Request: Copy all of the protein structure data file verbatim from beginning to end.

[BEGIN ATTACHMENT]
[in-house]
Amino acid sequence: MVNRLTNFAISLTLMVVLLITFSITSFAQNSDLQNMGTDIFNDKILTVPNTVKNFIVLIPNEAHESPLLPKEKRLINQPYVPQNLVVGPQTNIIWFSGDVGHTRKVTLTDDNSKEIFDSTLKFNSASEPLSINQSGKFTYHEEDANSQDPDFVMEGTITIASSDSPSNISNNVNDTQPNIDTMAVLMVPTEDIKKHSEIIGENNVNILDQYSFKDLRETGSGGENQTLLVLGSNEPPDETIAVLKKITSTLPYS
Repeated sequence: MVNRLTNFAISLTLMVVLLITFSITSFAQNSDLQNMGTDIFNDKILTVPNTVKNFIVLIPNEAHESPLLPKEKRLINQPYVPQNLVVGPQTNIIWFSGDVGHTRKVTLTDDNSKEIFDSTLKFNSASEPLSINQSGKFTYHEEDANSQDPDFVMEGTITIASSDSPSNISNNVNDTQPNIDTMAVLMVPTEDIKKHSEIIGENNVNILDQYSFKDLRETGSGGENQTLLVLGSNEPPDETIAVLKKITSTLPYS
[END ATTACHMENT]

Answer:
[in-house]
Amino acid sequence: MVNRLTNFAISLTLMVVLLITFSITSFAQNSDLQNMGTDIFNDKILTVPNTVKNFIVLIPNEAHESPLLPKEKRLINQPYVPQNLVVGPQTNIIWFSGDVGHTRKVTLTDDNSKEIFDSTLKFNSASEPLSINQSGKFTYHEEDANSQDPDFVMEGTITIASSDSPSNISNNVNDTQPNIDTMAVLMVPTEDIKKHSEIIGENNVNILDQYSFKDLRETGSGGENQTLLVLGSNEPPDETIAVLKKITSTLPYS
Repeated sequence: MVNRLTNFAISLTLMVVLLITFSITSFAQNSDLQNMGTDIFNDKILTVPNTVKNFIVLIPNEAHESPLLPKEKRLINQPYVPQNLVVGPQTNIIWFSGDVGHTRKVTLTDDNSKEIFDSTLKFNSASEPLSINQSGKFTYHEEDANSQDPDFVMEGTITIASSDSPSNISNNVNDTQPNIDTMAVLMVPTEDIKKHSEIIGENNVNILDQYSFKDLRETGSGGENQTLLVLGSNEPPDETIAVLKKITSTLPYS